This term, the U.S. Supreme Court will reconsider the role of race in college admissions when it hears arguments in Fisher v. University of Texas at Austin. This will be the second time the Court has considered UT Austin’s admission process. The fact that the Court has chosen to review the case a second time suggests that it may be poised to deliver a substantial decision in this evolving area.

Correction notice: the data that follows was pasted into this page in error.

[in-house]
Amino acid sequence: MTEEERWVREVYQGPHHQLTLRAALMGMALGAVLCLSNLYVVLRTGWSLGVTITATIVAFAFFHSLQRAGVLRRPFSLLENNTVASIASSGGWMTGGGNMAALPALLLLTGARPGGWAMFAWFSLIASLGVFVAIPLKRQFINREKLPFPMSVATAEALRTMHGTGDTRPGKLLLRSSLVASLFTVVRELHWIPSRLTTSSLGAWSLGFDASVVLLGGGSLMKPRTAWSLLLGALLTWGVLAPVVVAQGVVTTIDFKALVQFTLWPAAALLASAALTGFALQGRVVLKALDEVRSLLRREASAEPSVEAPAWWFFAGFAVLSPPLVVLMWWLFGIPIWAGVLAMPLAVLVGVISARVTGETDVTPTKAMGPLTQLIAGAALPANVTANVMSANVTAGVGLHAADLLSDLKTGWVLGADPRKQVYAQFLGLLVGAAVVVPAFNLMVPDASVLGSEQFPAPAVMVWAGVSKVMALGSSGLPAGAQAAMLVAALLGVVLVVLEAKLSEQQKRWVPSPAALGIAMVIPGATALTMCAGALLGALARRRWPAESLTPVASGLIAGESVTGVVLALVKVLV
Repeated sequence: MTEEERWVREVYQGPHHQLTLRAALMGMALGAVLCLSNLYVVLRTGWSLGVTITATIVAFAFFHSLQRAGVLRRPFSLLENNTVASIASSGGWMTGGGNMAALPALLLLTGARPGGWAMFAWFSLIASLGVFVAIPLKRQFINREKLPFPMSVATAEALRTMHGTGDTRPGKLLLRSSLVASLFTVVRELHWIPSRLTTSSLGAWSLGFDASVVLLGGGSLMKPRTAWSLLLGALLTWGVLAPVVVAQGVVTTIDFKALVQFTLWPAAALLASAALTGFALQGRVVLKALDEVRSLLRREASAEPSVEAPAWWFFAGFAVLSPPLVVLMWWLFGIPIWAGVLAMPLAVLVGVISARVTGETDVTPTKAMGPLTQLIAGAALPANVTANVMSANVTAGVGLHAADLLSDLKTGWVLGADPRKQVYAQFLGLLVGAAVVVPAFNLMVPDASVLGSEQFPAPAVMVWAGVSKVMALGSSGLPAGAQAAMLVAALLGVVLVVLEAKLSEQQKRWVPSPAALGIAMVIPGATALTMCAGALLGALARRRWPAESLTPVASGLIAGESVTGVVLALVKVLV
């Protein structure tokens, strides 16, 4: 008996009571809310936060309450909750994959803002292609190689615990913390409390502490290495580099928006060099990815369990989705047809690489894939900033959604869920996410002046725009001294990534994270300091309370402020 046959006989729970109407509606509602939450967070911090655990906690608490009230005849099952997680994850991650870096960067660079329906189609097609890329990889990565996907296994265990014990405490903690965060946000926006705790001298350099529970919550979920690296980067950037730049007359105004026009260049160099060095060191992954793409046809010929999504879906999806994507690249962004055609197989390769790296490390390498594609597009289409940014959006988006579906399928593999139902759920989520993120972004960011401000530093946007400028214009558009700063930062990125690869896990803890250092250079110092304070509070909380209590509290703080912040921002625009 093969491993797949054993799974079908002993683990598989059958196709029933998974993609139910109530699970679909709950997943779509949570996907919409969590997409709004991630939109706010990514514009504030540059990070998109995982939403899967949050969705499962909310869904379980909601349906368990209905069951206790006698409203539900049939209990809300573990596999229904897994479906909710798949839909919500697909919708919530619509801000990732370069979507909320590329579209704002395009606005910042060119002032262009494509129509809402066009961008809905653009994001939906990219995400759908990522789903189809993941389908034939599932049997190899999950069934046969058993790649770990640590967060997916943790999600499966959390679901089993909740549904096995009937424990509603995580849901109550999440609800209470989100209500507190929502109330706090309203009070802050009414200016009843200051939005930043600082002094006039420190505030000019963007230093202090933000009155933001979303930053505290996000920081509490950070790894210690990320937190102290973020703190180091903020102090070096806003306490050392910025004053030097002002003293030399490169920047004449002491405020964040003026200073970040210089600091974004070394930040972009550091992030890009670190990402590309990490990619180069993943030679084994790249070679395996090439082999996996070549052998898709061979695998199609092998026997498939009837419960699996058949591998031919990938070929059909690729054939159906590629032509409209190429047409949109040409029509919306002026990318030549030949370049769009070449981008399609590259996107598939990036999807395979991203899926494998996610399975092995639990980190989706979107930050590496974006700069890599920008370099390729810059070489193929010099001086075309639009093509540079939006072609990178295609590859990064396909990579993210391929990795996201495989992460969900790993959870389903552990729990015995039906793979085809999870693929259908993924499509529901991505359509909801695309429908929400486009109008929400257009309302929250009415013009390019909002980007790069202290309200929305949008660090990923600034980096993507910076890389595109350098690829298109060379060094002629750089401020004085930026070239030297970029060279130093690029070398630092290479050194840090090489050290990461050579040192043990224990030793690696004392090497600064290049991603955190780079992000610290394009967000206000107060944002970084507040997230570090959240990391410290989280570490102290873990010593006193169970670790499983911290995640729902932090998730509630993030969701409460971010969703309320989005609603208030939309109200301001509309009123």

Abigail Fisher, who is Caucasian, challenges UT Austin’s denial of her admission and argues that its consideration of race among the criteria for admission violates the Fourteenth Amendment. The school’s process involves two tracks. First, about 80 percent of students are accepted pursuant to Texas’s Top Ten Percent Law that provides automatic admission for the top 10 percent of students from each Texas high school that complies with certain standards. The remaining students are admitted through a “holistic” selection process that ranks applicants using both an Academic Index (calculated using standardized test scores, class rank, and high school course work) and a Personal Achievement Index (calculated using two required essays, the applicant’s extracurricular activities, honors, awards, community service, personal circumstances, and race). The university’s basis for including race in this latter calculation is to achieve its goal of obtaining a “critical mass” of minority students.